Beyond Time by U-Theatre at the Esplanade Theatre, Singapore
February 13, 2016
Joy Wang X.Y
Beyond time (時間之外) begins with a lone man rotating centre stage, his robe gathering like waves around his lower body. Around him, the world eerily but still quickly summons nature’s tempest. Yet the centre holds and continues undisturbed. It reminded me of the “cyclones that rage in the south seas” which “form circles where edges are made of wind and rain but whose centre is so still that a bird or even butterfly caught in the eye of the storm wouldn’t be harmed.” That I’m quoting Irène Némirovsky here probably points to the universality of experience and why not, since U-Theatre (優人神鼓) reaches for a similar level of broad identification.
The ascetic rigor of the performers’ craft contrasts with the insistent, rhythmic drumming creating its own layers of intricate meaning, its own metaphors, its own echoes. This is theatre born of restraint, ecstasy, of zen-like calm; the primal beat of the drum simulating the palpitations of the heart producing a viscerality that the movement deliberately abstains from. It would be hard not to admire the performers supreme emotional abnegation, their intense physical control or the seriousness of their approach.
Sometimes however that taoist discipline is almost excessively self contained. The performers seem to spiral in a free-falling universe, each occupying pockets of isolated space as if traversing through a spatial-temporal vacuum. Very often groups placed in opposition to each other remain just that-neat patterns on a stage floor with little emotional coordinates between them. Yes, it stands beyond time but must it also stand outside life? There is stillness that is disquieting, that provokes thought and there is stillness that is suffocatingly, self-referentially esoteric. And thus, it is often the simplest, least contrived moments that remain longest in memory. In one image, a man clothed in white (a wayfarer perhaps) arm raised heavenwards walks towards a looming circle. To where you question? Fate? Death? Life? I’m not sure but, at least, we care enough to ask.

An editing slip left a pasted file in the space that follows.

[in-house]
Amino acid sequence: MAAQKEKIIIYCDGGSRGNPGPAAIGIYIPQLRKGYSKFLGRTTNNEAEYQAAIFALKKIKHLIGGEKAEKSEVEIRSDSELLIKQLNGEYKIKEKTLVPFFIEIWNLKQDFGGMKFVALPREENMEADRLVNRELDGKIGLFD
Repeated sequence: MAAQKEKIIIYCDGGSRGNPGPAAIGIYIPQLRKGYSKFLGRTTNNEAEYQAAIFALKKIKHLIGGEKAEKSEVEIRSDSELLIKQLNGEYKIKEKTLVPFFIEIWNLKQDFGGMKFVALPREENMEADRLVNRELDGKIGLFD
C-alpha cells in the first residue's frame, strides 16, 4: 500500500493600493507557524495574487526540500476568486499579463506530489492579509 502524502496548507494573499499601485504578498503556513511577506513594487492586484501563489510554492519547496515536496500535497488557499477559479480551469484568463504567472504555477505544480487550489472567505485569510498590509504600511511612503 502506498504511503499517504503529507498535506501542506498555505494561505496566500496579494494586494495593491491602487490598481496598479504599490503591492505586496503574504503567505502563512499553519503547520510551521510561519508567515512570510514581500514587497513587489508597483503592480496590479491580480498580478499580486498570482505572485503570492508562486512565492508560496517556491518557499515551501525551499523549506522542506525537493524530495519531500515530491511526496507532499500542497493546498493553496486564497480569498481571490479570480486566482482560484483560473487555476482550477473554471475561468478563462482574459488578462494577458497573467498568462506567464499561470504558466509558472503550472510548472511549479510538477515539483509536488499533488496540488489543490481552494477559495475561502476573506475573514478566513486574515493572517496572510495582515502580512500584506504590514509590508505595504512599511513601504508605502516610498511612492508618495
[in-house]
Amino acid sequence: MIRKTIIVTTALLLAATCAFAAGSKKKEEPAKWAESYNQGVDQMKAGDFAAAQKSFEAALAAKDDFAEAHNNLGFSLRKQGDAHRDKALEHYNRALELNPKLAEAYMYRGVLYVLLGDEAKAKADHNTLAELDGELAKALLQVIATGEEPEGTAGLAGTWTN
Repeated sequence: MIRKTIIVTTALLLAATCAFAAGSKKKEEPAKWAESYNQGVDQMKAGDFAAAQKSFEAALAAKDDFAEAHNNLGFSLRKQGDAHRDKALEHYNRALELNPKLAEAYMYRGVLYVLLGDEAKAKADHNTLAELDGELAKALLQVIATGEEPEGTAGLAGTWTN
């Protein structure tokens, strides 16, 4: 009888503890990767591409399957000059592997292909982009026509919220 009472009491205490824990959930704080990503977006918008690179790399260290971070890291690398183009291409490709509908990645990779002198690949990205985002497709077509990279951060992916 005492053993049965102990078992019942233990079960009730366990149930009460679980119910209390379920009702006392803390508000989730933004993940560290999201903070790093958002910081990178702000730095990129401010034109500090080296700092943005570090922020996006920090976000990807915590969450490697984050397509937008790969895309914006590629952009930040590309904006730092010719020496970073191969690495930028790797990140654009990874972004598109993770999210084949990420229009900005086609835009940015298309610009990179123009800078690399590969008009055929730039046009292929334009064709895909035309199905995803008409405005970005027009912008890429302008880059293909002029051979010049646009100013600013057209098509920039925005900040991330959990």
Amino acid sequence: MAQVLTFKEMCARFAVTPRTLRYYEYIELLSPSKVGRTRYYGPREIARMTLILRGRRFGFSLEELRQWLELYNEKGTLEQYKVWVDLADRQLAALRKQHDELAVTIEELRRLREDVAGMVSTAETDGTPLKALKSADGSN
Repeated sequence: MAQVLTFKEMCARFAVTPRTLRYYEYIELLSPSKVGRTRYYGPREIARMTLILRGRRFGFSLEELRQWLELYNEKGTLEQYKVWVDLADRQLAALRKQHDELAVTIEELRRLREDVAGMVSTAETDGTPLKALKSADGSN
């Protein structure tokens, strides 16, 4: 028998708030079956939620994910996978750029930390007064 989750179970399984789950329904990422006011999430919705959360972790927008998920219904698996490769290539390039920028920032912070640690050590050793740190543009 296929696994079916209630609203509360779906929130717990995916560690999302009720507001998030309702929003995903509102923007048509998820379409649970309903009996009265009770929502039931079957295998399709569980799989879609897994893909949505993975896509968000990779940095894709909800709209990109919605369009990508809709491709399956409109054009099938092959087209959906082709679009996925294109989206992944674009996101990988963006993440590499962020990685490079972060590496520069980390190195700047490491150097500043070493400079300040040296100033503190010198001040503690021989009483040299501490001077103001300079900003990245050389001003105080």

In a way, the limitations of Beyond Time also point to the limits of theatre. U-theatre, whose craft is learned at high altitudes, often performs at one with the nature it invokes. Presumably there, their moral vision of the universe-stage as cosmos, movement as ritual, performer as ether, gains sharper focus. Perhaps there too, the chanting, seemingly imitative of (what I think is) satsang tradition, would lose some of its uneasy didacticism. After all, the point of theatre is to show not state. Within the confines of an impermeable, static environment (which only resemblance to the world it alludes to lies, ironically, in its onscreen projections) Beyond Time makes demands of our imagination that requires one suspension of disbelief too far.